The CFO as the Architect of Zero-Based Transformation
The best approach to zero-based transformation comes from treating all spending as investment and making the CFO a key strategist for generating value.
Companies can use the disruptive power of gender diversity to elevate innovation, resilience, and financial performance to new levels.
Women are significantly underrepresented in the leadership of finance functions. A new BCG global study finds that, despite gender parity in these functions, women hold only about one-third of the senior finance positions. The discrepancy is even greater for the function’s top job: only 13% of the companies we studied have a woman CFO. Our study points to several root causes, including an insufficient leadership commitment to diversity, absence of role models, and a lack of inclusiveness.
The scarcity of women finance leaders hurts companies. Previous studies by BCG and other organizations show that a more balanced share of women, especially in senior positions, boosts innovation, resilience, and financial performance, among other benefits. Additionally, we have found that women in finance functions are more likely than men to have multidisciplinary backgrounds, potentially enhancing their abilities to lead enterprise-wide transformations.
To capture these benefits, it is imperative that companies increase the share of women in finance leadership positions and give junior employees better exposure to them as role models. This requires new initiatives that promote not only the recruitment of women but also their retention and advancement. To sustain the improvements, companies must embed gender diversity in the organization’s culture. Given their mandate to improve corporate performance and lead transformations, current CFOs can play a crucial role in designing and accelerating these efforts.
Our study included analyses of data on diversity, equity, and inclusion (DEI) from BCG’s Diversity and Inclusion Assessment for Leadership (DIAL) database and the backgrounds and career paths of major companies’ CFOs. (See “About the Study.”)
Based on the demographics of our DIAL DEI data sample, we estimate that gender representation in finance functions is nearly equal in aggregate. However, the proportions of men and women vary strongly across seniority levels. Men are significantly over-represented in leadership roles in finance, holding approximately two-thirds of senior positions (including directors and CFOs). Roughly the same percentage of non-manager finance roles are held by women.
Insights from the DIAL data point to potential root causes of gender discrepancies at senior levels.
Insufficient Leadership Commitment. Approximately 54% of finance professionals confirm that their company has programs, initiatives, or activities to promote gender diversity. However, 45% do not view the executive leadership team as committed to DEI.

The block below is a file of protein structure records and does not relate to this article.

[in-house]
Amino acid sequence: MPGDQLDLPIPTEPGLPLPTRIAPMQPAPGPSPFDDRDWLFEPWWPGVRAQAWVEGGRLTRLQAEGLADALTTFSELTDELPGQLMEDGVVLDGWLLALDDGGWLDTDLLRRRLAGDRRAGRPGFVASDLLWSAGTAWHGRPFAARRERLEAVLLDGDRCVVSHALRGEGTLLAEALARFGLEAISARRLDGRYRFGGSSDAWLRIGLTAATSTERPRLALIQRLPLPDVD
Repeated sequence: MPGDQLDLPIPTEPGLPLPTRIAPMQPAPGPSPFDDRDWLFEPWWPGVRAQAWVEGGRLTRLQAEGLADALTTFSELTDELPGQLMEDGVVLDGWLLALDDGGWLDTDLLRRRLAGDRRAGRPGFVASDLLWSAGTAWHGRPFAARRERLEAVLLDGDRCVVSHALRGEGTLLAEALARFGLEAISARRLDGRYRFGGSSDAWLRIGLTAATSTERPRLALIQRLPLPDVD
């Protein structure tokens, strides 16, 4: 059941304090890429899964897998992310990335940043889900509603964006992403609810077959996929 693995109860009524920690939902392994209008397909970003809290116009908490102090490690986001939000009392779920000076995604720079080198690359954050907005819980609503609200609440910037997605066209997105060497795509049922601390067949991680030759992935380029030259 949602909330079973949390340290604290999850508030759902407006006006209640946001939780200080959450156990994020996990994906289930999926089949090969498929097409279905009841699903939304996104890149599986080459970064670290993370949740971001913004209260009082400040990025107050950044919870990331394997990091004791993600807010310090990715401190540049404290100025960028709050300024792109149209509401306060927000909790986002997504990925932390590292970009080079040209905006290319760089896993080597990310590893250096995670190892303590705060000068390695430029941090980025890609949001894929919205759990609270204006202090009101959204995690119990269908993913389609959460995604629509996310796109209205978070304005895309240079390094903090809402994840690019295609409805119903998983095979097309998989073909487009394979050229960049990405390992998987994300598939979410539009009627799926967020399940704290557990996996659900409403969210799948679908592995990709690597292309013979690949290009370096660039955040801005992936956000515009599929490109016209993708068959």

Lack of Inclusiveness and Support. More than one-third of women finance professionals see room for improvement in how they experience day-to-day work—especially when it comes to having their perspectives recognized. They also want access to someone more senior who provides advice and actively supports their career. Approximately 17% of women finance professionals say that their direct manager doesn’t help them to develop their full potential, versus only 11% of men finance professionals.
Obstacles to Diversity. More than one-third of women and men finance professionals said that there are obstacles to gender diversity and inclusion in their company relating to leadership commitment, recruitment, retention, and advancement. (See Exhibit 1.)
Of the 150 public and private companies we analyzed globally, only 13% have a woman CFO. The percentage is slightly higher for European companies than for those in the US and Asia-Pacific. Among European companies, we found the highest percentages in Belgium, the Netherlands, and the UK. Companies in Singapore and China had the largest share among the Asia-Pacific firms we analyzed.
Most of today’s CFOs—men and women—are “homegrown,” having been promoted to the role within their company. However, companies seem to be more open to bringing in women CFOs as external hires, which may reflect an absence of candidates within the company. Globally, approximately 37% of women CFOs were externally hired, versus approximately 27% of men CFOs. The difference is greatest in Europe: 56% of women CFOs are externally hired, versus only 22% of men CFOs.
Our study also found gender differences in career paths. More women than men have worked in areas other than finance before serving as CFOs. Globally, approximately 16% of women CFOs did not hold a finance role immediately prior to becoming CFO, and approximately 58% have worked less than five years in finance in the same company.
Women CFOs are more likely than men CFOs to have graduated from college with degrees in disciplines other than finance (32% versus 25%). The share with a non-finance degree is higher in the US (50%) than in Europe (33%) and Asia-Pacific (17%). Previous studies of CEOs have similarly found that women in the top job have more diverse experience than their men counterparts. (See Exhibit 2)
Addressing gender inequality in the finance function is imperative not only to promote equity—it also promises to boost corporate performance. This reflects the clear takeaway from our review of previous studies: companies can unlock their full potential by having more women professionals in the finance function.
A previous BCG study identified visible role models as a hidden gem for women. Many women are dispirited by not seeing a significant number of peers in more senior positions. They want role models who understand their situation or have faced similar struggles to balance work and home life. Additionally, another BCG study found that 51% of women would not accept a job from companies that do not match their DEI beliefs. Being perceived as a desirable place to work is especially important in today’s labor market, as many companies are finding it harder to retain qualified workers and hire replacements. For example, the number of Americans quitting their job is the highest on record, forcing employers to expand their search pools and increase the speed of hiring.
Because the finance function often drives corporate transformations, finance professionals play a crucial role in promoting resilience and innovation at the enterprise level. Studies have shown that diversity augments these capabilities, highlighting the valuable benefits of women in leadership.
Resilience. Greater diversity strengthens resilience—the capacity to survive the unexpected—which is a critical capability amid the uncertainty in today’s business environment. A BCG study found that diverse companies are better than their more homogenous counterparts at withstanding unanticipated changes and adapting to external threats.